sardine salad

Yup, you read that right. And it’s not the first time I’ve made it; I got curious and used Kath’s recipe years ago and didn’t hate it.

I’ve had a can of sardines in the pantry for a little while now (our co-op sells them 2 for $4) and felt the need to break it open sooner rather than later.  While I could have simply pretending I was making tuna salad and mixed it with some celery, dill pickle, egg white and onion, I decided I’d break out some of my cookbooks to see if they had anything to say.

For Christmas, I received Run Fast. Eat Slow. from a girlfriend and it featured an ‘Omega Sardine Salad’ that sounded good. (It was slim pickins’; I’ll be honest, not many of my cookbooks have recipes that include sardines.)

So, I whipped up the salad with some homemade mayo (instead of the plain Greek yogurt) and served it in various ways: with crackers, on salad topped with crackers (below) and on a whole-wheat English muffin.

img_2893

I’d like to challenge anyone who already eats canned salmon to try sardines.  The authors note in the book that sardines are sustainable and don’t have mercury (because they’re at the bottom of the food chain and don’t concentrate heavy metals). Sardines are high in protein, omega-3 fats, Vitamins B12 and D and calcium.  They only have a *slightly* more ‘pronounced’ flavor than tuna or salmon, and–in fact–I’d say it’s less fishy and more brine-y or salty.

So, give it a whirl!  I loved the mix-ins with this salad, which included mashed hardboiled eggs, parsley, celery and toasted walnuts and olives with a little bit of Dijon mustard.  It was salty and rich and paired really well with wheat crackers.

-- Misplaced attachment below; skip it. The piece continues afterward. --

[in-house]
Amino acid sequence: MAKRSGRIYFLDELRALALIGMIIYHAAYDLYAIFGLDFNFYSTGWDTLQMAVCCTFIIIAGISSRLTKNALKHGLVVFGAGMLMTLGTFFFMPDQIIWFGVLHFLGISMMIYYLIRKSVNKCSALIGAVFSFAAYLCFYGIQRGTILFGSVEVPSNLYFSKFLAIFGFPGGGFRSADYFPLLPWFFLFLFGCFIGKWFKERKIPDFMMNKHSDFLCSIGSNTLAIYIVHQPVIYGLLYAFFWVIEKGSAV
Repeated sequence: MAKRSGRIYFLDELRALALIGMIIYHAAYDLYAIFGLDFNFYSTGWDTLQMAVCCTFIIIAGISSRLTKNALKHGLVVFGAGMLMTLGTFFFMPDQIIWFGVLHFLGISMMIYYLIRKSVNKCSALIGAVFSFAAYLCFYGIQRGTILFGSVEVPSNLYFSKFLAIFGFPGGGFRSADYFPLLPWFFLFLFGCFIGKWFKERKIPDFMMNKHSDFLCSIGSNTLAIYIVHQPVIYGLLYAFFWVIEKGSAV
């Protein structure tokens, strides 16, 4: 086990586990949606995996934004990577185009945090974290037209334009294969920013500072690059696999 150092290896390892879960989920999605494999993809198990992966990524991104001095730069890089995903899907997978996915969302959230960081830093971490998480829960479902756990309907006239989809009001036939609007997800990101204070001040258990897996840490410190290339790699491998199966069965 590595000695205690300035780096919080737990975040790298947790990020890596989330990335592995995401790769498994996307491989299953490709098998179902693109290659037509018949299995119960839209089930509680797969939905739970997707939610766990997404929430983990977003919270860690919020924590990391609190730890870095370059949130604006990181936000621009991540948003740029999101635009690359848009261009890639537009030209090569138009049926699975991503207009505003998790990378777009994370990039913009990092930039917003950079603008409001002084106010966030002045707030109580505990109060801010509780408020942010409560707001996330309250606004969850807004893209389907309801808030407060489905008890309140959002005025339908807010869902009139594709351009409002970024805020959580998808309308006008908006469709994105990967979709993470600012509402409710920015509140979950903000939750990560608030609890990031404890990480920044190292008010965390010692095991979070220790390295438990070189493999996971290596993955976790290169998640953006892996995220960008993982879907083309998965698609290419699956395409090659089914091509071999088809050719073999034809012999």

winner winner chicken dinner!

Remember when I entered that recipe contest a couple weeks ago and asked for you to vote for me??

Well, I won!  I didn’t win the whole thing, but I did come in second place in the judges category, and received a sweet little gift box in the mail!

img_2700

How neat is that?!

I’m excited to make my own recipe again, and there are a couple other recipes that sounded interesting, like Ground Beef and Quinoa Stuffed Acorn Squash and the Spicy Beef Burrito Bowl.

Thank you to everyone who voted for me on the http://www.nutritioulicious.com/ website!  I enjoyed tweaking the recipe and hope to do more of this in the future.  Also, thank you to the New York Beef Council for facilitating and judging the contest.  I’m looking forward to going on a farm tour this coming summer (I was supposed to this past summer but had to have minor surgery and wasn’t able to walk around that day).

Perhaps my steak and eggs will be on the menu next week!

Disclaimer: By posting this recipe I was entering a recipe contest sponsored by The Beef Checkoff and New York Beef Council, and was eligible to win prizes associated with the contest. I was not compensated for my time.

Recipe Contest: Spanish-Style Steak & Eggs